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Unread 06-17-2021, 12:26 PM   #1
blue_can
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Leak Question

Visiting after a really long time but I thought this would be a good place to ask. This is on behalf of someone I know.

This is next to a walk in shower. It seems like there is a leak somewhere.

Any good ideas on how to find the leak. Also based on the mold growth can we determine how long the leak has been in progress for? Can something like this form quickly or would it require several week or more to form?

Any insights would be helpful.
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Unread 06-17-2021, 01:23 PM   #2
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Welcome back, Ravin.

Would help to have some idea what we're looking at. A photo or two from a but further away to give some perspective would be helpful, too.

And, of course, more information about how the shower was constructed.
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Unread 06-17-2021, 03:29 PM   #3
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cx - good to see you are still around. I trust you are doing well.

Here is another photo - the issue is in the lower left corner of the shower. We don't have any details about the construction - it was done by a contractor - not DIY - and before the current owner.

The back wall is an outer wall but as it is a second floor shower access can be gained from below. No sign of water damage from below. I'm guessing something has failed between the shower wall and pan.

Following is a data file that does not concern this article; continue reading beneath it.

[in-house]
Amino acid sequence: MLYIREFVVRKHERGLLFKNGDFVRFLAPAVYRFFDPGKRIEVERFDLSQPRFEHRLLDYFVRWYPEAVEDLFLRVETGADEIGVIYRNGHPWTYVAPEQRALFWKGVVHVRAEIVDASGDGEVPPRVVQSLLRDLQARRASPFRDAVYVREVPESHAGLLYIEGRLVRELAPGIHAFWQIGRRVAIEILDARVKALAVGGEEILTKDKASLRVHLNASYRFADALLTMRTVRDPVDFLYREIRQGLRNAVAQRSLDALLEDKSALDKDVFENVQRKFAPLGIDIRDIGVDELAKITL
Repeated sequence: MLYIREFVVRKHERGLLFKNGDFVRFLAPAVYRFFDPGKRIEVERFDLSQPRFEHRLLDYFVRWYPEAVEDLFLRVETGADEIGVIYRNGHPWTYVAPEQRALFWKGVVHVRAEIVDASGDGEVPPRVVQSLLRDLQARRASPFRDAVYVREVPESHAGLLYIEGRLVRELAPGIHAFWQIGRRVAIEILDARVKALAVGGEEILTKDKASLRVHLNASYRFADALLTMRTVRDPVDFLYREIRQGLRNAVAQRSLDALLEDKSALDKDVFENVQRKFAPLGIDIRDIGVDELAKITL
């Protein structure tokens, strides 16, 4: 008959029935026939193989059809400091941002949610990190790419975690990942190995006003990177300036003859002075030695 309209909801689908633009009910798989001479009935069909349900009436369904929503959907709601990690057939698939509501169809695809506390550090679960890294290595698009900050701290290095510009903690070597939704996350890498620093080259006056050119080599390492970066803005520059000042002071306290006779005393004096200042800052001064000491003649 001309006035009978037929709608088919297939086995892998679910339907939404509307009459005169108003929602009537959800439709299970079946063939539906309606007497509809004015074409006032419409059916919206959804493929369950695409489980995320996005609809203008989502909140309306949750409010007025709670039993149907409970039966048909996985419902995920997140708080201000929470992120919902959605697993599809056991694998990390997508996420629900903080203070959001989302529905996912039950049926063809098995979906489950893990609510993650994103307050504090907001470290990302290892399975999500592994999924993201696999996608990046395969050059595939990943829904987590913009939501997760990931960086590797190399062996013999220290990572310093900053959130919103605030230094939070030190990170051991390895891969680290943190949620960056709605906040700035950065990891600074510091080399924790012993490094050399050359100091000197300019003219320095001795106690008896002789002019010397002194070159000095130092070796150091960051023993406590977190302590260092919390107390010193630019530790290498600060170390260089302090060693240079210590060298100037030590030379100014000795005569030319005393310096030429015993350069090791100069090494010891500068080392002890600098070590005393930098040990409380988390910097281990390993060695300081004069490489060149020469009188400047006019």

I'm guessing the only way to find out would be to cut the drywall from below and observe?
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Unread 06-17-2021, 08:45 PM   #4
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Ravin, what exactly are we looking at in the first picture?
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Unread 06-17-2021, 09:38 PM   #5
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Sorry Kevin - I guess my friend is not very experienced and it turns out the black stuff on the studs is some kind of tar like substance.

That said there is mold on the back of the section of drywall he cut out and dampness so there is leak in progress. This is what the back of the drywall looks like.

He is trying to figure out how to find out what is going on.
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Unread 06-17-2021, 10:00 PM   #6